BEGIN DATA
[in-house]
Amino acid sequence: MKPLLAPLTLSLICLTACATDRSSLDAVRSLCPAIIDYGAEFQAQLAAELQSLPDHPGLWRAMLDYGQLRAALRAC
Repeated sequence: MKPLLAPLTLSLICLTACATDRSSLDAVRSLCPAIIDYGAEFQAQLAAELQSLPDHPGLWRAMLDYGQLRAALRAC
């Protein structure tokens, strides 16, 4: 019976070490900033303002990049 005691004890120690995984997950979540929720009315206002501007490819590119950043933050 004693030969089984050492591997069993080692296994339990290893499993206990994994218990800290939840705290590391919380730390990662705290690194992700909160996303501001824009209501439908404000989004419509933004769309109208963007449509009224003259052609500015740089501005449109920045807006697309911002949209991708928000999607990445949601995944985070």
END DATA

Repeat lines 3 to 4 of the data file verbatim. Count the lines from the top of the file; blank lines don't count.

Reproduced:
Repeated sequence: MKPLLAPLTLSLICLTACATDRSSLDAVRSLCPAIIDYGAEFQAQLAAELQSLPDHPGLWRAMLDYGQLRAALRAC
């Protein structure tokens, strides 16, 4: 019976070490900033303002990049 005691004890120690995984997950979540929720009315206002501007490819590119950043933050 004693030969089984050492591997069993080692296994339990290893499993206990994994218990800290939840705290590391919380730390990662705290690194992700909160996303501001824009209501439908404000989004419509933004769309109208963007449509009224003259052609500015740089501005449109920045807006697309911002949209991708928000999607990445949601995944985070």